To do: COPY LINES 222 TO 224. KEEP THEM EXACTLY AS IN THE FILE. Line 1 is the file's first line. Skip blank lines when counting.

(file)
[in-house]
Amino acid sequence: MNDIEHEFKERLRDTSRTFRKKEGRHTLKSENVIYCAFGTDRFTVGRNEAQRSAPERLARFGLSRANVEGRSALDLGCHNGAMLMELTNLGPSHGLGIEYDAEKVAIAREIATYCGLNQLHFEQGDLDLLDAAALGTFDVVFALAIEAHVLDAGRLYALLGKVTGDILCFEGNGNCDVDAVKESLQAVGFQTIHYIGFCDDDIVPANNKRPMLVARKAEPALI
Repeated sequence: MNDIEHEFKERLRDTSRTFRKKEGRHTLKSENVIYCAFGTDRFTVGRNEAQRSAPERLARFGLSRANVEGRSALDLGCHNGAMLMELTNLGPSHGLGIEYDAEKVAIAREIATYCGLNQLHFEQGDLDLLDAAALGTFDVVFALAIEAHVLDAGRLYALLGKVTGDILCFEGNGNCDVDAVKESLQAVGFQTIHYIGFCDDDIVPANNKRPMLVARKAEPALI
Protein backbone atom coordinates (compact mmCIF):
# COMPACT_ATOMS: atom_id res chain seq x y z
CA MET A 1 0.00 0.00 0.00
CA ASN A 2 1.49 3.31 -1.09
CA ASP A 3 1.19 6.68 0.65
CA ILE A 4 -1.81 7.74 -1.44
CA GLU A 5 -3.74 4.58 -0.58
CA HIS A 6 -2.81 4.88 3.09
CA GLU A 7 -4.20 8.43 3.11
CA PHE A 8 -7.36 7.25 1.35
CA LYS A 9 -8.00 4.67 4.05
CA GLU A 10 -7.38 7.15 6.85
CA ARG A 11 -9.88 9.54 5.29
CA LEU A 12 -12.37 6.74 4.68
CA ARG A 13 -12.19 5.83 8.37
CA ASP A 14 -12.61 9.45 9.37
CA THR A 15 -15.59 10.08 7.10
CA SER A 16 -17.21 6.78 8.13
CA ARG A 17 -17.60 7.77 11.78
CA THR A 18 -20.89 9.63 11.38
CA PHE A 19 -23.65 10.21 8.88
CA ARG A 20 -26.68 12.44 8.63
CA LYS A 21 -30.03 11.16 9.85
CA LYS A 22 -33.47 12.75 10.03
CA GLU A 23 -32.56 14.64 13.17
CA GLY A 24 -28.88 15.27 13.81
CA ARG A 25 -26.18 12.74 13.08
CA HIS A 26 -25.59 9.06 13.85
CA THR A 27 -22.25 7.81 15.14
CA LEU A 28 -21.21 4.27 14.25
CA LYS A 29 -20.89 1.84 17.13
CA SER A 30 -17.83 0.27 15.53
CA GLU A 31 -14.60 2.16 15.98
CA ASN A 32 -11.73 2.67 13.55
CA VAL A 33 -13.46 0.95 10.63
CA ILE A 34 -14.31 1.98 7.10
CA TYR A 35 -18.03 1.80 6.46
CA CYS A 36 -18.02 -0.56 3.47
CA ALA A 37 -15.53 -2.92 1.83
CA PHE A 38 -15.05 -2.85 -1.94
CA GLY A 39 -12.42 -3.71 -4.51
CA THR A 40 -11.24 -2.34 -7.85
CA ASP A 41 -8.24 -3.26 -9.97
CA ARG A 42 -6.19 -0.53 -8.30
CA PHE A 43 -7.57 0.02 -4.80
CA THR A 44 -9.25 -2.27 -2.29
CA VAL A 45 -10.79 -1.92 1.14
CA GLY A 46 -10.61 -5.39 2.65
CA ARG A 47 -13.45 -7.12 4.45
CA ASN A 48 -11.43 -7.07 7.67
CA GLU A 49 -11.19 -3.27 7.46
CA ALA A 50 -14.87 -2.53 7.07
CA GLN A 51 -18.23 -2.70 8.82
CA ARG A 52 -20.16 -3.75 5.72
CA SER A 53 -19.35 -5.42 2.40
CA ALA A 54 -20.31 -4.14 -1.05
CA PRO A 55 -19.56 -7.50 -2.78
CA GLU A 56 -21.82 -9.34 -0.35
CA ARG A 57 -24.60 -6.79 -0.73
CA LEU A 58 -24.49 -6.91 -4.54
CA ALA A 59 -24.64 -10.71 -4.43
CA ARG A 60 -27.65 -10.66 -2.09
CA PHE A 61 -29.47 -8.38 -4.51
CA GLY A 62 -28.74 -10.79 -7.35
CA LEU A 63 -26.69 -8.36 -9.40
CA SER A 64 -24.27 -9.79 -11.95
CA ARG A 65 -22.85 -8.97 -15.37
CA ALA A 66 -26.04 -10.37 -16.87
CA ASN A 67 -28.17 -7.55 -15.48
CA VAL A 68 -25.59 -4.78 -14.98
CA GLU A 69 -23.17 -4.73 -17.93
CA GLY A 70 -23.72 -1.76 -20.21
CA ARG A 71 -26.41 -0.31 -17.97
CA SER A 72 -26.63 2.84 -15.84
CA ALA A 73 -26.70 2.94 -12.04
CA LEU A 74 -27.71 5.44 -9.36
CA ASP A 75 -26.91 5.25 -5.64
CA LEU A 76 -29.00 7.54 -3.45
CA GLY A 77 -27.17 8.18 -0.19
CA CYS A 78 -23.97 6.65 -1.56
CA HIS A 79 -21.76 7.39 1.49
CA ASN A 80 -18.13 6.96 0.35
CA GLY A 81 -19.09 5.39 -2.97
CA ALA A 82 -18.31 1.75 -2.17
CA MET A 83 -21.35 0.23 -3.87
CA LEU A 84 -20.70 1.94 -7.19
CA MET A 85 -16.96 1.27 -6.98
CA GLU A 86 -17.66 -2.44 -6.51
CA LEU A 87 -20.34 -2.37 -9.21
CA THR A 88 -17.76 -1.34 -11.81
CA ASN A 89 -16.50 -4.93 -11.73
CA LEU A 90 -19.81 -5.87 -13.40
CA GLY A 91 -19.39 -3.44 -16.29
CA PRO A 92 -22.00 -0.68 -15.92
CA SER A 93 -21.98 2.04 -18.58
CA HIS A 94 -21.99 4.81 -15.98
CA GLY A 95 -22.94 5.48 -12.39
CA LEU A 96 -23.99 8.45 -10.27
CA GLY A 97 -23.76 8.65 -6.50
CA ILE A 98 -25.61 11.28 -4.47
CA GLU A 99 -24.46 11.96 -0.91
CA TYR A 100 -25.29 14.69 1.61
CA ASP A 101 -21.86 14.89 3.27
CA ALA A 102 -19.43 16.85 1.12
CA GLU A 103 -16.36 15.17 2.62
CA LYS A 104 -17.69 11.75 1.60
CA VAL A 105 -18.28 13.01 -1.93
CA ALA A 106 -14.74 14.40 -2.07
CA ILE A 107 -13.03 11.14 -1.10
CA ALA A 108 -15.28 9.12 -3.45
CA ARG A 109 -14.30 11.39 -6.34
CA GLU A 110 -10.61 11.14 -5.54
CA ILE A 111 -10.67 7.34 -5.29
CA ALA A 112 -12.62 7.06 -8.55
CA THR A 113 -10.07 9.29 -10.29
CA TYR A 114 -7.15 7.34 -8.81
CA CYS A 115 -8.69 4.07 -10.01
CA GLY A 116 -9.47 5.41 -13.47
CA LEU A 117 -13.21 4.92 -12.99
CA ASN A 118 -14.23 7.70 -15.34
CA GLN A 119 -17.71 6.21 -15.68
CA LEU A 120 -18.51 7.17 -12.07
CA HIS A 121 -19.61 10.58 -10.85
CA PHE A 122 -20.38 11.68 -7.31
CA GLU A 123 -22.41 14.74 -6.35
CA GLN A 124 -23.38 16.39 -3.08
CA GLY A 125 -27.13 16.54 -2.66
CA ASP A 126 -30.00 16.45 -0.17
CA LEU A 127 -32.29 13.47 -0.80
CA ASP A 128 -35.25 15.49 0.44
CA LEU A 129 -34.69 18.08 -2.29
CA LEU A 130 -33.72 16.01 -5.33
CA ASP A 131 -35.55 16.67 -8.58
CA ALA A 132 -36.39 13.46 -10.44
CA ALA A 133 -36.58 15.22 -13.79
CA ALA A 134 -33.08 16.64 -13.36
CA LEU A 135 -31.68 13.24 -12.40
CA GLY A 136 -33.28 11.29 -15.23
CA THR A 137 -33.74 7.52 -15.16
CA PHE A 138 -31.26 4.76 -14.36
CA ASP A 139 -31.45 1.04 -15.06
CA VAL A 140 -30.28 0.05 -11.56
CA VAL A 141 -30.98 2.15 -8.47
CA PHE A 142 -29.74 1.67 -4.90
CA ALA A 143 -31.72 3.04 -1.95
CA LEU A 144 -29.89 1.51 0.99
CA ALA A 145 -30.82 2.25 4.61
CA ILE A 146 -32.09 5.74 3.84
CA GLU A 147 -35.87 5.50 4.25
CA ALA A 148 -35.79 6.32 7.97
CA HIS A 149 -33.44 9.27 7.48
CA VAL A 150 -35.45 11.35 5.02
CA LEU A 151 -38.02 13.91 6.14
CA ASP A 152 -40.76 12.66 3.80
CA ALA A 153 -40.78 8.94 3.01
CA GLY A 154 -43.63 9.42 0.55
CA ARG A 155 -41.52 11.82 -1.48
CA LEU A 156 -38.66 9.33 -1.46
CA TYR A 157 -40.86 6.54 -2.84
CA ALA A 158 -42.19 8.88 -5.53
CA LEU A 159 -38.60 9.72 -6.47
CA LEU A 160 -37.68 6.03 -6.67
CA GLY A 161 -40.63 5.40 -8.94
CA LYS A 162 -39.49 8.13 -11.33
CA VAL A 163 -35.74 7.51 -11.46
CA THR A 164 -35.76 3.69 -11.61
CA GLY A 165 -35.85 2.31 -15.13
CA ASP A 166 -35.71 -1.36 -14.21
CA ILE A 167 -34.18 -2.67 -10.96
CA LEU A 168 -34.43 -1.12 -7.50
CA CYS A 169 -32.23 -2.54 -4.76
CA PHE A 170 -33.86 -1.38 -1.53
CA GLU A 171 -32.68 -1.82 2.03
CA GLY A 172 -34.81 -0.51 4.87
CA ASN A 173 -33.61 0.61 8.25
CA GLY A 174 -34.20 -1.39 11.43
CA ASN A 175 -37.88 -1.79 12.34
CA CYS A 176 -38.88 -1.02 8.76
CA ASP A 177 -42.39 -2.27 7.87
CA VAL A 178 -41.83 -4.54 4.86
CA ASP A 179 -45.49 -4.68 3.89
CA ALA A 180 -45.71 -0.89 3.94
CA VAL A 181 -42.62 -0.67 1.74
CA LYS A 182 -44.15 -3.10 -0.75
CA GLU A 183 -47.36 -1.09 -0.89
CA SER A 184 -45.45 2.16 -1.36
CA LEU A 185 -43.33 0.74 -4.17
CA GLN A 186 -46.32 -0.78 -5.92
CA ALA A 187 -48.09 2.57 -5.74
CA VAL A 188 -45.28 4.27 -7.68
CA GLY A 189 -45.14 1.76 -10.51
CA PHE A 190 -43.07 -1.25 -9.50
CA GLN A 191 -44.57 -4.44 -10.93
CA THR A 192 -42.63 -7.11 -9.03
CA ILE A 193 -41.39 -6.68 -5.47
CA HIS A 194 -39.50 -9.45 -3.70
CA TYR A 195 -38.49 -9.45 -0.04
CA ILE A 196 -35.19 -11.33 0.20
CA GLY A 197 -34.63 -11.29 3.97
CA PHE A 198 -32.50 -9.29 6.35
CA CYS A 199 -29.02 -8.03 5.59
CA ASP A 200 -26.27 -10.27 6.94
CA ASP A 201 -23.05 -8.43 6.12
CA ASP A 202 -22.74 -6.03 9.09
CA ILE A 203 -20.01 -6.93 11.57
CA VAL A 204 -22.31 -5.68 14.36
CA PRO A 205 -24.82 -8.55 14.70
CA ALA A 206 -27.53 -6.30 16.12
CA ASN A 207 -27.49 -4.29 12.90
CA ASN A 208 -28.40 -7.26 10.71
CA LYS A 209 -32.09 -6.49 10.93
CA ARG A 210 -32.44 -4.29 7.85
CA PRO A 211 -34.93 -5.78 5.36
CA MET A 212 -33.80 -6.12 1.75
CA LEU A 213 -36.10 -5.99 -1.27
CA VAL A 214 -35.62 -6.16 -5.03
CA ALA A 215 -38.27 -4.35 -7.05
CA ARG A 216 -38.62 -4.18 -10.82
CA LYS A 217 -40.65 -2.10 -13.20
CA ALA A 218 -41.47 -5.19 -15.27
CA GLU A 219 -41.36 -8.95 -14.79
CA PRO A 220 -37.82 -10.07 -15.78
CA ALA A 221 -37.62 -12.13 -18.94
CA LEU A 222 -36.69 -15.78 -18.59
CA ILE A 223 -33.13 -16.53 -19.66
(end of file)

CA LYS A 217 -40.65 -2.10 -13.20
CA ALA A 218 -41.47 -5.19 -15.27
CA GLU A 219 -41.36 -8.95 -14.79